For organizations that encourage broadband adoption and use in underserved communities, providing those communities with Internet access is only half of the solution. Meaningful broadband adoption requires trainers. Whether it's in a computer lab, in a classroom, or at home, people who are new to computers and the Internet often need mentors who can teach basic computer skills and help them navigate the web.
TechSoup recently completed a study of Broadband Technology Opportunities Program (BTOP) grantees, and one common theme that came up again and again was the need for trainers who understand and relate to the communities the organization serves. Ultimately, friendliness and community-mindedness outweigh technology skills. As interviewee Jason Schroeder put it, "You can teach anybody how to use a computer… but they [the trainers] have to be the right kind of person that the public wants to spend time with."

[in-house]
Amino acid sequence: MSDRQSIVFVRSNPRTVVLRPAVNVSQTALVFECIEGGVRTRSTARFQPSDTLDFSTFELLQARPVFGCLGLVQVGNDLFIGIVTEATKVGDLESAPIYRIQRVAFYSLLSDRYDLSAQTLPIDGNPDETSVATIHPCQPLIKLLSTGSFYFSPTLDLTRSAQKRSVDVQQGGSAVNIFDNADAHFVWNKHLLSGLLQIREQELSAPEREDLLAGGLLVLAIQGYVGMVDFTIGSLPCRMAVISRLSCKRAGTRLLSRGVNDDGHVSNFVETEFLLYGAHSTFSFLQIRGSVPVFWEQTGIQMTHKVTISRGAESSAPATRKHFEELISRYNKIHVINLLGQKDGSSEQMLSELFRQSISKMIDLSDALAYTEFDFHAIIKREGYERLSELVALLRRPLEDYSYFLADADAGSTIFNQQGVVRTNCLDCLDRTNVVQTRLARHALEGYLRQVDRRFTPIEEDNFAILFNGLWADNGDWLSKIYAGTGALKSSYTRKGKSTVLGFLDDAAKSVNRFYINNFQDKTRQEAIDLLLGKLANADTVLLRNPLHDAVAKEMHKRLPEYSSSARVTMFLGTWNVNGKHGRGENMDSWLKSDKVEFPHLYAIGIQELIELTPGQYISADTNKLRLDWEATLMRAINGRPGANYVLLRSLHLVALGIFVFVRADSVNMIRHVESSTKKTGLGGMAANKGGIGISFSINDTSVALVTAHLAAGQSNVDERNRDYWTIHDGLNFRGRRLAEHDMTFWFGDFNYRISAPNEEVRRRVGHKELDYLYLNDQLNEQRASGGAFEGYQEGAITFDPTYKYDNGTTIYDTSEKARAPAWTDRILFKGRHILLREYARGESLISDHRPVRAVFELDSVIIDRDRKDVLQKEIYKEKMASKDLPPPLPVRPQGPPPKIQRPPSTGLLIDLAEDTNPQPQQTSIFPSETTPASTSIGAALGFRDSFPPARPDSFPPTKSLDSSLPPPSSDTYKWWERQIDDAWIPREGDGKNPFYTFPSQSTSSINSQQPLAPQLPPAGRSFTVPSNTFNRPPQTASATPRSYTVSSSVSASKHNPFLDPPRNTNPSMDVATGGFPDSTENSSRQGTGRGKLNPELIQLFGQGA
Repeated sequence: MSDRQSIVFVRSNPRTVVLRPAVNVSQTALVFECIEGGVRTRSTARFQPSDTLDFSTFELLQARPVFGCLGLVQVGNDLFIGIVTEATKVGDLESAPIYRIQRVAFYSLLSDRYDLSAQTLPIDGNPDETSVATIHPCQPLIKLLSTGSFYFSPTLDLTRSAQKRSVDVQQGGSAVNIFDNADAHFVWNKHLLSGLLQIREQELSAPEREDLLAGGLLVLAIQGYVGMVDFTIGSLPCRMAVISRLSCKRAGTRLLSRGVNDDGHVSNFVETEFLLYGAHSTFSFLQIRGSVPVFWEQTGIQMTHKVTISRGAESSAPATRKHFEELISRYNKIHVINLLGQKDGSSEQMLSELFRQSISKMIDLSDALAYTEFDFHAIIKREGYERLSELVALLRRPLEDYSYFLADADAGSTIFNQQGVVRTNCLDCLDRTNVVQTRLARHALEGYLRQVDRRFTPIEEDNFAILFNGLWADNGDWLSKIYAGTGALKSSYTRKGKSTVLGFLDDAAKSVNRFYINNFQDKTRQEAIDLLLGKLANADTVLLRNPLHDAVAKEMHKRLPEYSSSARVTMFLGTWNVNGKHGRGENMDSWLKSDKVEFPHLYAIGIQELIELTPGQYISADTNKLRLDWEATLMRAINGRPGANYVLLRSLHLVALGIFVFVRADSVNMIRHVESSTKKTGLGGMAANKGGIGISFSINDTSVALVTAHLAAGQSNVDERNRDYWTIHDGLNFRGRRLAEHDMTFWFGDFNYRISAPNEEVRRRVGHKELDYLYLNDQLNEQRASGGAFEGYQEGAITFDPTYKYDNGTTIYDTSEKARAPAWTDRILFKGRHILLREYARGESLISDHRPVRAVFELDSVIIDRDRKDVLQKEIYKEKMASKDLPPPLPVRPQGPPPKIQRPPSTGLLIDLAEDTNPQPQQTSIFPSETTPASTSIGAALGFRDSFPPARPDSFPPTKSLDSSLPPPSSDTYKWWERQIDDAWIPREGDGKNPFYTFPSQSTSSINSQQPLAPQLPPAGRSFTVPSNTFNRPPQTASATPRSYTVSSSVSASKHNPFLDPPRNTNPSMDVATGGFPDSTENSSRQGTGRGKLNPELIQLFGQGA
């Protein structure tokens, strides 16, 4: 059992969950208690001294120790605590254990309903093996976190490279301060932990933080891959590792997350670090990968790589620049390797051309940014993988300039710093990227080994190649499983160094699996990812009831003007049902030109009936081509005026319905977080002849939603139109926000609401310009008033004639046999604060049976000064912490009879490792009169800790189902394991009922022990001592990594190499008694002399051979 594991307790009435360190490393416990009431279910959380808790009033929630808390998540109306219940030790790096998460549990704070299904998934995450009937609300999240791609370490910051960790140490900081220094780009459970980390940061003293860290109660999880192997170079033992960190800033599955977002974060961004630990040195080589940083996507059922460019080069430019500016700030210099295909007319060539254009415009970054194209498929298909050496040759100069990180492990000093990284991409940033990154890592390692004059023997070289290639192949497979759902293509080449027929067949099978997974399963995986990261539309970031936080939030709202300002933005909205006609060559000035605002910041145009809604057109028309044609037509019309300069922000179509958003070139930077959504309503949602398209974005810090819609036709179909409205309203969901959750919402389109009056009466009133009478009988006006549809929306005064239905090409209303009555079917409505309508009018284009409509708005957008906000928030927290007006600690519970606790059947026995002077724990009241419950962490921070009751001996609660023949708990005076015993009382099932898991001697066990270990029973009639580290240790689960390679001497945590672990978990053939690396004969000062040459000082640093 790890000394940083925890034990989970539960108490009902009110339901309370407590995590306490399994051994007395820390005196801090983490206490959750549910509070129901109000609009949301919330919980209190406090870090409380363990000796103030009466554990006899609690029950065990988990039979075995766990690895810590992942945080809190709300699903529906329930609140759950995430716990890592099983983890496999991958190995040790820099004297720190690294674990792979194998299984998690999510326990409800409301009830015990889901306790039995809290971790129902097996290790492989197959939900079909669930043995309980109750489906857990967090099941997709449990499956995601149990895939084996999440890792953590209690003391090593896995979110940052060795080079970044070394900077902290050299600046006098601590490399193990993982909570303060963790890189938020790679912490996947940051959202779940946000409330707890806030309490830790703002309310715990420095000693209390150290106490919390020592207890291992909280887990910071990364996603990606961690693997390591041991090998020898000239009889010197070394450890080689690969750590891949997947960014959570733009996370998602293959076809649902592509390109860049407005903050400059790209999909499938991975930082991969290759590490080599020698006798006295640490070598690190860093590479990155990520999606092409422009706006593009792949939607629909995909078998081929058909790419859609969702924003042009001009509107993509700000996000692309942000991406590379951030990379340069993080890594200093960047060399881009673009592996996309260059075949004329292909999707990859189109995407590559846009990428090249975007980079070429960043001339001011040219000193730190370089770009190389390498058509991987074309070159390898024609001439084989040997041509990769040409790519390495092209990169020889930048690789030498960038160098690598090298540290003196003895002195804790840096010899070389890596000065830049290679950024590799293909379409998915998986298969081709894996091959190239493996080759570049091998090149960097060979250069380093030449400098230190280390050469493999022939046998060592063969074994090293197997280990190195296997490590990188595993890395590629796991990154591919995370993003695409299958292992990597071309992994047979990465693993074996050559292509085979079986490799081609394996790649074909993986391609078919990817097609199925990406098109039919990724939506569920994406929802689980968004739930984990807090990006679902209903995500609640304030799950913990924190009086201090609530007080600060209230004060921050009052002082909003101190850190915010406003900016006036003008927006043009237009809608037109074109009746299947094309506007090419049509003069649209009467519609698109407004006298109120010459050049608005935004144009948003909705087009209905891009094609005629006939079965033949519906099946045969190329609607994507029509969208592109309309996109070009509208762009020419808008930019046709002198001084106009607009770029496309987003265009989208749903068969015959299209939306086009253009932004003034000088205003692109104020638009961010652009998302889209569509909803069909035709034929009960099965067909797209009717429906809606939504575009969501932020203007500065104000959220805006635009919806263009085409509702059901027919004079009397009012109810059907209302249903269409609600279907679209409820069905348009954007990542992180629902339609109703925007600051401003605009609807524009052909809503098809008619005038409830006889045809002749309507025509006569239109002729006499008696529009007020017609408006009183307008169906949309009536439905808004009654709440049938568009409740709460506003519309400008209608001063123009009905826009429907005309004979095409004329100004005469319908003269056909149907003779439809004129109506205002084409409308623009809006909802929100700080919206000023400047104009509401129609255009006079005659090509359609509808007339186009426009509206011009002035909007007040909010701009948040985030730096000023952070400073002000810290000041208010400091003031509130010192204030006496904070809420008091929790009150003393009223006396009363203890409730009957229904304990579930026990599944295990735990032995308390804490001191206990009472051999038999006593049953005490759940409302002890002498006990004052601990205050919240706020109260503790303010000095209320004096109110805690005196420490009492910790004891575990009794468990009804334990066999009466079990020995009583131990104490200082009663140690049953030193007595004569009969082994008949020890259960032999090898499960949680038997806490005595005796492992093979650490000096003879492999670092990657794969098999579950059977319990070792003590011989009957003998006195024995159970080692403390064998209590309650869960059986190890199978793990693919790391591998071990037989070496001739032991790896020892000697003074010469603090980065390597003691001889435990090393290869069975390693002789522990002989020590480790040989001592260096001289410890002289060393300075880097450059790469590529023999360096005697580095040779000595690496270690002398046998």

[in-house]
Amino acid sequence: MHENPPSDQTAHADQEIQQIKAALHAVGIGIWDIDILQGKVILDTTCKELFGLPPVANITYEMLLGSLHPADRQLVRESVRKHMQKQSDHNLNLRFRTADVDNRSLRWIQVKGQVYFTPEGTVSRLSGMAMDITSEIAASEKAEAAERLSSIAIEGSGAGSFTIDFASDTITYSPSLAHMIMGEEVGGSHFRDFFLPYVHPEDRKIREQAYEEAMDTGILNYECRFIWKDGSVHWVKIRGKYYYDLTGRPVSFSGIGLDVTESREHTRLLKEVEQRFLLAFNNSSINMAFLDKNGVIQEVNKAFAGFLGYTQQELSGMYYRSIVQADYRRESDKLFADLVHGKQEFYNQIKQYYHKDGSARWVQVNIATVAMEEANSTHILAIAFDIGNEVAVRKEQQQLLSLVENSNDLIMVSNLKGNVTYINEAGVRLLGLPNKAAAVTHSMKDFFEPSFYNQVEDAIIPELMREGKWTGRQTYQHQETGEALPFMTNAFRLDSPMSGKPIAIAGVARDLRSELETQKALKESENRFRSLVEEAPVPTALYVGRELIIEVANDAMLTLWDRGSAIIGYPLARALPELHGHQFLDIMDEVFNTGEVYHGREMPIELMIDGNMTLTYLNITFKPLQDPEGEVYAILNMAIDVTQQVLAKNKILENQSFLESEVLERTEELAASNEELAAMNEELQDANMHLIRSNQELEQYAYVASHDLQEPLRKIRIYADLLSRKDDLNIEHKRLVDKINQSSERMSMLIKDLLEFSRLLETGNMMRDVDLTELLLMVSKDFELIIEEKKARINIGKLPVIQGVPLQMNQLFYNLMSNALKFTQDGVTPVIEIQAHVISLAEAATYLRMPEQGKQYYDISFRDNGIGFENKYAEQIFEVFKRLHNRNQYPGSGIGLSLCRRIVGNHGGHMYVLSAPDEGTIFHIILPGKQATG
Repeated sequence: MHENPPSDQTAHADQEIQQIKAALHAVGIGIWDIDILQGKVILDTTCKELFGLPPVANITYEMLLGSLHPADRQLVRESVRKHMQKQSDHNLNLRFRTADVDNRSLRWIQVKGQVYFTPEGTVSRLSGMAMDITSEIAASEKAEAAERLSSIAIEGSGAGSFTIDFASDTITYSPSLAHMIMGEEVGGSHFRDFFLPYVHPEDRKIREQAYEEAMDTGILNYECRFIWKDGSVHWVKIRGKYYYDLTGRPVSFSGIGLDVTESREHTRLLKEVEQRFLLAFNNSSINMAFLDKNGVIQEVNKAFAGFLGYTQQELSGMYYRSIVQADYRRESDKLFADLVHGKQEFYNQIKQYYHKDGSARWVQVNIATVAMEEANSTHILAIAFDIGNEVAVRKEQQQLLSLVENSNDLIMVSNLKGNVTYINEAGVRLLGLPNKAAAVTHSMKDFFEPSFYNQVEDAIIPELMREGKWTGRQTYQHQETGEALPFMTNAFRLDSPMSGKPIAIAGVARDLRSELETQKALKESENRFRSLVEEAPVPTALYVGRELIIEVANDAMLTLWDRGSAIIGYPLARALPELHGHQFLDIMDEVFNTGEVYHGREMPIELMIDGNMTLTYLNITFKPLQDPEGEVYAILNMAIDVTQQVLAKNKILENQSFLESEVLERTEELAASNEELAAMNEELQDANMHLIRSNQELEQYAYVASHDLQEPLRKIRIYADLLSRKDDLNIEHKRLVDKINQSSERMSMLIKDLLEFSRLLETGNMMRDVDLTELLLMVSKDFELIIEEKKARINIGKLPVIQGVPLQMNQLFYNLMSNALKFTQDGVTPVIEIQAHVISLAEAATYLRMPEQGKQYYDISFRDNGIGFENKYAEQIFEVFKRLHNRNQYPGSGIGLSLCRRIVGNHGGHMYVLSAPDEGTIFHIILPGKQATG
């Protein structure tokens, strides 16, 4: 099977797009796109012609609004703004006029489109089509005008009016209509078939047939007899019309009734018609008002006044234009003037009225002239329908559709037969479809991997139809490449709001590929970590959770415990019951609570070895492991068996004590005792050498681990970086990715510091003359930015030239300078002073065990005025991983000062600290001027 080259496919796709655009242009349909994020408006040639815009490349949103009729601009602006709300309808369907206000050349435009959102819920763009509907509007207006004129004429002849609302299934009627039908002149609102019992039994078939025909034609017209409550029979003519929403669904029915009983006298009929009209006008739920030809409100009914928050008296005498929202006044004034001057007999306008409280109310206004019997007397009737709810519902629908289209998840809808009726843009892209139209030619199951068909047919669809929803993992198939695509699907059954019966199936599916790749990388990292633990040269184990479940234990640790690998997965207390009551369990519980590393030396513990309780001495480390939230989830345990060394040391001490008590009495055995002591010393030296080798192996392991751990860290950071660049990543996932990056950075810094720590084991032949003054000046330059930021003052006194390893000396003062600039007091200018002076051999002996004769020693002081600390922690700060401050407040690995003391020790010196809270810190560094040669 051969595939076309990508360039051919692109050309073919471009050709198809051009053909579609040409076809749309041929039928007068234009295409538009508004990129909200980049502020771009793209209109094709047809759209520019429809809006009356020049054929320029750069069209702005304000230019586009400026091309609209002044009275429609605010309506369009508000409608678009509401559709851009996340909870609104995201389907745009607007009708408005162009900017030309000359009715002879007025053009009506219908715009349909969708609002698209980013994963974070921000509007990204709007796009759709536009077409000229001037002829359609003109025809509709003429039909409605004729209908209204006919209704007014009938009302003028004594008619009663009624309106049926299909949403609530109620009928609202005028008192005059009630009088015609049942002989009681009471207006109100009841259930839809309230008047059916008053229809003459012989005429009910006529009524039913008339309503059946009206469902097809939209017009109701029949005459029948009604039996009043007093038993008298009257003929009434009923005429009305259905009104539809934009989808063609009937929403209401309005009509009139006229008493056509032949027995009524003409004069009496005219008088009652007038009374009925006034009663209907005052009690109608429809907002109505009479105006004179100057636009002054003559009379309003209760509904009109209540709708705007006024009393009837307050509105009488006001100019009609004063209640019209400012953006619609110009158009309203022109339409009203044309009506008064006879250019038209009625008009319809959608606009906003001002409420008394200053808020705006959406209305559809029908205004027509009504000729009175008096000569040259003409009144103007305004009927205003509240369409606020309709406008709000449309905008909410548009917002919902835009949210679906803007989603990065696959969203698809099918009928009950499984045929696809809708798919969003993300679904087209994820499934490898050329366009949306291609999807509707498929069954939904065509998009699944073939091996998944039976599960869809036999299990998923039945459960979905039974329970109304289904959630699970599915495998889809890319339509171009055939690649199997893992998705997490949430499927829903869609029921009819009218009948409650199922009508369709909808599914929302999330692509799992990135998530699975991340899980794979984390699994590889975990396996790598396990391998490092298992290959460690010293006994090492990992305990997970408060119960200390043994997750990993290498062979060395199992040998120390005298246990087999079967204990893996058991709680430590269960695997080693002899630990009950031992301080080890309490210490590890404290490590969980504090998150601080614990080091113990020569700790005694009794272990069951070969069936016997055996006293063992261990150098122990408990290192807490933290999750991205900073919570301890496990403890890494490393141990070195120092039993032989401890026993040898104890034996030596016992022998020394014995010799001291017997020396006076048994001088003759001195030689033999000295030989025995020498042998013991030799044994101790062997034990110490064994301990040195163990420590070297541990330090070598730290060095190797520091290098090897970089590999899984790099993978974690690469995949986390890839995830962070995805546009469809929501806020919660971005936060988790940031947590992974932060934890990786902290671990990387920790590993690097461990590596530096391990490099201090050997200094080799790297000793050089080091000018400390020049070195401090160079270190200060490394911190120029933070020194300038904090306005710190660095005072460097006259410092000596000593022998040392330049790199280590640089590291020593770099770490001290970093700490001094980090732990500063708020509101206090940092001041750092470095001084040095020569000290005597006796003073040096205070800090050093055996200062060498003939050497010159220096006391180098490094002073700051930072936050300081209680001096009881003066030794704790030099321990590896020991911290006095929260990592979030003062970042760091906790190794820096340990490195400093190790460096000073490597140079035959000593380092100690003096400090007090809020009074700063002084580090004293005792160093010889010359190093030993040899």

When asked to rank the top three skills they'd look for in a trainer, librarians and nonprofits agreed on these competencies:
Nonprofits and public libraries had different perspectives on some aspects of training and hiring, and we've gathered a few stories and resources from BTOP grantees below.
Image: Computer Lab, Shutterstock
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